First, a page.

Musil: “And actually the price is comparable to what you can buy elsewhere for lesser quality jockey boxes.”

coldbreak brewing

 

Steil: Do you see seasonality with your products? Changes during the seasons?

Culver: “In the home brewing industry, summertime is awful for sales. They plummet, because no one wants to homebrew because everybody’s on their boat, while it’s the exact opposite for jockey boxes because festival season is right there where it’s the slow time for homebrewing, and so it kind of evens out the year for us.”

 

Steil: What makes your homebrew shop different than the other homebrew shops we have?

Musil: “Our grain is kind of our specialty I think. We got a bigger grain selection than the other stores.”

Culver: “There’s not many in this country that have as many grain options as we do.”

 

Steil: Tell me about the education program you have for Coldbreak.

Culver: “Going back to what makes us different, I think the classes, and we know the other stores offer classes, but Chris does a really good job and he has a nice powerpoint setup, it’s comfortable, and that’s the focus, and any question we have, if we don’t know the answer, we’re very resourceful. The classes are really thorough and in depth, but still down at a level that someone who’s never brewed before can understand it. But then we’re also doing kombucha, wine, and mead classes which are coming up.”

Musil: “Each class is about once a month. The Intro To Homebrewing we had running every couple of weeks, but at the moment it’s summer so we’re having trouble filling them, but it’s not surprising. In fall they’ll pick back up. I’m teaching the Intro class but then we have other guys coming in to teach the other ones if they know more than I do about, say, the wine for the wine class. It’s other homebrewers who come in to teach.”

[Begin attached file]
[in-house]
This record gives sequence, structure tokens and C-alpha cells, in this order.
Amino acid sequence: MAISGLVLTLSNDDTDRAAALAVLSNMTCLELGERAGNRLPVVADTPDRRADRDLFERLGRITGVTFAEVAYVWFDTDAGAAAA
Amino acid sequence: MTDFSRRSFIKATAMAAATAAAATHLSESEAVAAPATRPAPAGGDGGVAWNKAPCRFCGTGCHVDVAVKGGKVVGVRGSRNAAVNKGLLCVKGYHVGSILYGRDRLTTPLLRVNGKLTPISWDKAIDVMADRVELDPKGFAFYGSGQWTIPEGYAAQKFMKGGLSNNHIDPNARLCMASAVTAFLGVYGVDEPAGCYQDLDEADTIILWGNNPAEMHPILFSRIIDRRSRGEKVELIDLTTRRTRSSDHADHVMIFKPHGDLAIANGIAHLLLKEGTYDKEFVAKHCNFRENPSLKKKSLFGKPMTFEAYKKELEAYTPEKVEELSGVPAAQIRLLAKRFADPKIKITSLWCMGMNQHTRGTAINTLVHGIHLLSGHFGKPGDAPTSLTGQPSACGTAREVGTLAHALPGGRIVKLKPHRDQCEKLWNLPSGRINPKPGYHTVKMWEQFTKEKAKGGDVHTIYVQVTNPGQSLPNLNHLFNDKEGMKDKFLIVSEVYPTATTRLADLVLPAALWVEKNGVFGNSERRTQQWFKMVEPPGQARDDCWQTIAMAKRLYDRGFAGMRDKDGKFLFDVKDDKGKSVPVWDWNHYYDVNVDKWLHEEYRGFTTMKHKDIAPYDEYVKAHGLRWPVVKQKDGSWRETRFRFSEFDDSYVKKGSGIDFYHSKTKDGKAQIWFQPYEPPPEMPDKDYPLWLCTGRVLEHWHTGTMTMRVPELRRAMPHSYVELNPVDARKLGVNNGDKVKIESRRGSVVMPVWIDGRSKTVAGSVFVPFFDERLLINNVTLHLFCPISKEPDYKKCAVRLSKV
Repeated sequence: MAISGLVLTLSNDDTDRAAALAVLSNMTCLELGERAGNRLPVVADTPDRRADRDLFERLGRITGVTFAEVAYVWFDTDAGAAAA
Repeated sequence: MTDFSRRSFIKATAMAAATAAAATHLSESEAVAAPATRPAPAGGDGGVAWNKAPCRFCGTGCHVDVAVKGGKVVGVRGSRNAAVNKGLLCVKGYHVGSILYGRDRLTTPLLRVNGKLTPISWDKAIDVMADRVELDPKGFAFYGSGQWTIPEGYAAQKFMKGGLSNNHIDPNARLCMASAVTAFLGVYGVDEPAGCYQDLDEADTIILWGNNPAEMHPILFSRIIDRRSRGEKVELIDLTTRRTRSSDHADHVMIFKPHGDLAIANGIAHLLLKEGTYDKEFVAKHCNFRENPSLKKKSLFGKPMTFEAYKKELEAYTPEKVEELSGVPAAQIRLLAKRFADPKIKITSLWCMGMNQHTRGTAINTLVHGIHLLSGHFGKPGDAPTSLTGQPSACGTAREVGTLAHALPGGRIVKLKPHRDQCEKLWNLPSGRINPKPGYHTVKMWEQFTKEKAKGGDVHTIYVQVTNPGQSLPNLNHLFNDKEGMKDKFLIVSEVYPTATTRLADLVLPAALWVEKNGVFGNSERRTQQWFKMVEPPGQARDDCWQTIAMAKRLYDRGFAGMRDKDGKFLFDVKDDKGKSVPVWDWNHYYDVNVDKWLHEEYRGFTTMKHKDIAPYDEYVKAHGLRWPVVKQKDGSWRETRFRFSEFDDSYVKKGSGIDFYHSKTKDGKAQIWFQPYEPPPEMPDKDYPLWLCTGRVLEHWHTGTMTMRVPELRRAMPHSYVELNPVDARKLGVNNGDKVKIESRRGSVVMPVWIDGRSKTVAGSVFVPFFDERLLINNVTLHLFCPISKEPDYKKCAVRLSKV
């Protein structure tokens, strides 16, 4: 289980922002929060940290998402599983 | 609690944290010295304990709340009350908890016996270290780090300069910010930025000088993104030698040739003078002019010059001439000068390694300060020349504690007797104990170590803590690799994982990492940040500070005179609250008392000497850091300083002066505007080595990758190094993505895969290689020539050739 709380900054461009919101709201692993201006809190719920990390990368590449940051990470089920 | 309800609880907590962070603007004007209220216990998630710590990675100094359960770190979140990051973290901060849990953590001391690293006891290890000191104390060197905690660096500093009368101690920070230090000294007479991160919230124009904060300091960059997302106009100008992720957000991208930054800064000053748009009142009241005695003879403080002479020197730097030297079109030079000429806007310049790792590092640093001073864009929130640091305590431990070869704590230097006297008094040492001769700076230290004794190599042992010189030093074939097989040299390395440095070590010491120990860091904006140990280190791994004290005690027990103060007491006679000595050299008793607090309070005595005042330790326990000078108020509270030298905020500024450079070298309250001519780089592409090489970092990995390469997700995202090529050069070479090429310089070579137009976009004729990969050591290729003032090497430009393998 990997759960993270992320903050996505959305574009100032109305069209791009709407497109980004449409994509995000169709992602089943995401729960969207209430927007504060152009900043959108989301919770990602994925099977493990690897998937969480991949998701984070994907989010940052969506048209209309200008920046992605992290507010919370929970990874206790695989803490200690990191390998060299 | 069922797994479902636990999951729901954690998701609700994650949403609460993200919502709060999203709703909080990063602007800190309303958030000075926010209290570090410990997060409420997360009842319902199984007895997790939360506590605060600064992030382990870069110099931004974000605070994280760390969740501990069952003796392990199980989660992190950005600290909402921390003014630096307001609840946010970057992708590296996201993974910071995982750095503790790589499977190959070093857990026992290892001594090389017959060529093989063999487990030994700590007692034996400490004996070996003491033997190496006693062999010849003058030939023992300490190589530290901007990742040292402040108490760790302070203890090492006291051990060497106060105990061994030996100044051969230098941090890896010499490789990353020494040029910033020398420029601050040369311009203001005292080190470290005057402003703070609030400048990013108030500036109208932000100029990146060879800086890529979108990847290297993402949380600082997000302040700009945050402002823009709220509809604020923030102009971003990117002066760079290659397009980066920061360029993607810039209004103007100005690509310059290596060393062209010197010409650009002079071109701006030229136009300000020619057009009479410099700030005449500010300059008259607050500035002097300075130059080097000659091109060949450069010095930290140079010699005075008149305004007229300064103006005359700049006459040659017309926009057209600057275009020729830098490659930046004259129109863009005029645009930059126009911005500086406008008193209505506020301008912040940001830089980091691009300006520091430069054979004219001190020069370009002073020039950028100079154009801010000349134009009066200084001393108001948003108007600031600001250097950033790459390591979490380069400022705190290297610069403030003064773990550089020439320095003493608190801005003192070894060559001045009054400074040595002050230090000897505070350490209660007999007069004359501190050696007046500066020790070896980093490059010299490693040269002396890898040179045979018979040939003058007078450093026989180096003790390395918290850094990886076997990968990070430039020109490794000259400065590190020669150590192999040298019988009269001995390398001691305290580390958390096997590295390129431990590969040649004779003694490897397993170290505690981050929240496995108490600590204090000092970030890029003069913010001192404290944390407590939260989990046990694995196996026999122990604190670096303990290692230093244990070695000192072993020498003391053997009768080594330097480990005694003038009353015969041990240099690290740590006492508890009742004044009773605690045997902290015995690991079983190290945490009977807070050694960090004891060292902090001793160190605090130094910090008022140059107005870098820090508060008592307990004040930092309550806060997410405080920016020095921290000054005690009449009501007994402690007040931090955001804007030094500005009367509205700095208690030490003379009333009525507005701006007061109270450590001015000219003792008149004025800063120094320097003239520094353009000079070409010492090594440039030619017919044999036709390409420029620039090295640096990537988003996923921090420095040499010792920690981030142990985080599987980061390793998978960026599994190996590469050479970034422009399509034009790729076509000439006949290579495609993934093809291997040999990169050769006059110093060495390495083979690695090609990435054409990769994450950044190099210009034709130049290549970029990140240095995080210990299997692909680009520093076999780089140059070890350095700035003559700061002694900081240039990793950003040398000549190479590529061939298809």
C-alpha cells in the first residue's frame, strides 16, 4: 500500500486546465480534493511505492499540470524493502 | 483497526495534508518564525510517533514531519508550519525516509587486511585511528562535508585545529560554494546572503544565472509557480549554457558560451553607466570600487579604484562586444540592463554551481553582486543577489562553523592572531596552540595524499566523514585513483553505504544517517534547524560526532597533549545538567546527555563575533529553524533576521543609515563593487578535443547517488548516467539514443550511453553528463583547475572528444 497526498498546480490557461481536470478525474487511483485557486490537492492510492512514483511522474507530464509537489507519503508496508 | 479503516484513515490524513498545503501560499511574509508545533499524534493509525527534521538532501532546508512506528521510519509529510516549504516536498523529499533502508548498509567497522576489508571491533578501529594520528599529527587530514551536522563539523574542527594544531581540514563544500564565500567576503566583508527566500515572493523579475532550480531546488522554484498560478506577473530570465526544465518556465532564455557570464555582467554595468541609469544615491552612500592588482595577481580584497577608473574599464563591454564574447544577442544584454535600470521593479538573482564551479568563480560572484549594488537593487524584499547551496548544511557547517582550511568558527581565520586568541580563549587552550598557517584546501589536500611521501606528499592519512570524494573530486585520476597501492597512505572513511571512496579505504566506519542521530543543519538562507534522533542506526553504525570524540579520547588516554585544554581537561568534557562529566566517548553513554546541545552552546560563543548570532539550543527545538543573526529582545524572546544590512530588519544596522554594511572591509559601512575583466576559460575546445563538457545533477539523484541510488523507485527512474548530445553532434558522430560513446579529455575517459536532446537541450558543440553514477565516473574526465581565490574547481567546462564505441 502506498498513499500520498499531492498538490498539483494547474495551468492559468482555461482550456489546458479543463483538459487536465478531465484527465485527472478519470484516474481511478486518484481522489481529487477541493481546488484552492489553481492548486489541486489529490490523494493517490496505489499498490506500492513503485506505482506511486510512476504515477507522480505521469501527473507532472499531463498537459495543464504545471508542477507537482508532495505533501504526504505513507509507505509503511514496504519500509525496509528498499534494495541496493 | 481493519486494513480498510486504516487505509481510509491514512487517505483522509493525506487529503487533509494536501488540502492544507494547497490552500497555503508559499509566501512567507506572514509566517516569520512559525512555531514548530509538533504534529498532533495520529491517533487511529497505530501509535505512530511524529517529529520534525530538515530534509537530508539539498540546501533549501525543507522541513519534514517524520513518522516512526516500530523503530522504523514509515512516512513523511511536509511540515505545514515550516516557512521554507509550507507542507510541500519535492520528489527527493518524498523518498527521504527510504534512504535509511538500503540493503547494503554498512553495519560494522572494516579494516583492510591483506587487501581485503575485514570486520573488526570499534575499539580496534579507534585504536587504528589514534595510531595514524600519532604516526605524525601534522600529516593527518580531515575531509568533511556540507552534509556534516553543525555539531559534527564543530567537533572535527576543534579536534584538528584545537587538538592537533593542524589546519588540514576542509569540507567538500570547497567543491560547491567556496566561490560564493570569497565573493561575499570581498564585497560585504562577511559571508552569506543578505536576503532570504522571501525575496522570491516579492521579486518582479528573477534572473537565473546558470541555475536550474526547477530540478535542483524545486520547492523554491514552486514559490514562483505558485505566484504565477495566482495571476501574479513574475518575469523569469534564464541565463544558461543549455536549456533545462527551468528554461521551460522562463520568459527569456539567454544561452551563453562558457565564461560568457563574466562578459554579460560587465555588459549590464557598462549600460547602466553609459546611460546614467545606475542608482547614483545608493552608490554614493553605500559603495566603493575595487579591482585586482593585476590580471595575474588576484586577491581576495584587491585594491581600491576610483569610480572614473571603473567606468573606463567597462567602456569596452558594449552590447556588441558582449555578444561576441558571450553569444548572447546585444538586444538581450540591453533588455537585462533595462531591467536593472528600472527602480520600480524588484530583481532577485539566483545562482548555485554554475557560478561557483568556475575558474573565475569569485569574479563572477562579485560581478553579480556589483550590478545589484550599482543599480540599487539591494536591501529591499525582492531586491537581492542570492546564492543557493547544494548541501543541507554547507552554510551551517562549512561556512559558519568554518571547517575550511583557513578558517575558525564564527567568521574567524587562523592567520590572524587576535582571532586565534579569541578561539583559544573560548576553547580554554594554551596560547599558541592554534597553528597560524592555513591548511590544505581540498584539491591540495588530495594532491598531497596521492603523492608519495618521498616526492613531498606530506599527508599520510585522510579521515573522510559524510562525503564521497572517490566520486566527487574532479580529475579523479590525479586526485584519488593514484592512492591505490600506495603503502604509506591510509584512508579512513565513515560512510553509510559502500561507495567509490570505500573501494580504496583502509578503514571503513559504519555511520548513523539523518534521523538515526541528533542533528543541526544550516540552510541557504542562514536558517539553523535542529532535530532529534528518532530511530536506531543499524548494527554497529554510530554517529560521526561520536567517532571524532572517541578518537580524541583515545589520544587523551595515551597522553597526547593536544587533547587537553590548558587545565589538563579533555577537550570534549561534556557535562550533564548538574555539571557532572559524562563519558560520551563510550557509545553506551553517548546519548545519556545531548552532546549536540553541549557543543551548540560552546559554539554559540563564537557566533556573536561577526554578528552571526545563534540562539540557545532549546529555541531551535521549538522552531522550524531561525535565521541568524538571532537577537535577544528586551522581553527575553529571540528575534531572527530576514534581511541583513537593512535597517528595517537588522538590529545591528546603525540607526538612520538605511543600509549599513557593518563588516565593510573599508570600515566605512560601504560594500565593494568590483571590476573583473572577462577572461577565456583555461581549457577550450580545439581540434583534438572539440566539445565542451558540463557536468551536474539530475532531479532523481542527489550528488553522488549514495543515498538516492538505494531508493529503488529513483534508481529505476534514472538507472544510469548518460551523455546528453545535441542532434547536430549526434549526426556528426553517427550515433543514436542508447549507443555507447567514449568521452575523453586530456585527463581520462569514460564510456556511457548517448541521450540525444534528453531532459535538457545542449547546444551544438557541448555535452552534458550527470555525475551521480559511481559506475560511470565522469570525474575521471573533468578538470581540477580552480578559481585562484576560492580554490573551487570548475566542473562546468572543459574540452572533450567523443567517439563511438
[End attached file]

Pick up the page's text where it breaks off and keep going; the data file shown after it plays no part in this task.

Steil: What do people request most often?

Musil: “Not physical items, but there’s a lot of people coming in looking for help. Like, “I want to do this style of beer, can you help me put a recipe together?” but that’s as far as it goes when it comes to getting consistent requests.”

 

Steil: Do you see a variation in trends from customers about specific products they’re looking for? Anything in particular you’re noticing now?

Musil: “No, but I think that the homebrewers that are in the know, are looking for things like the Azacca hops or the Zeus hops or something specific like that. Just certain ingredients that might be trending at the moment.”

 

With a new storefront location, specially made jockey boxes, an influx of brewing classes, and an obvious want to collaborate with others to create an education friendly environment for homebrewers, Coldbreak Brewing Equipment is no doubt a wanted addition to our Michigan beer family. I want to thank Chris and Boyd once again for taking the time to fill us in on their endeavors! Also be sure to keep up on which classes they are hosting at the store

 

Photography: Steph Harding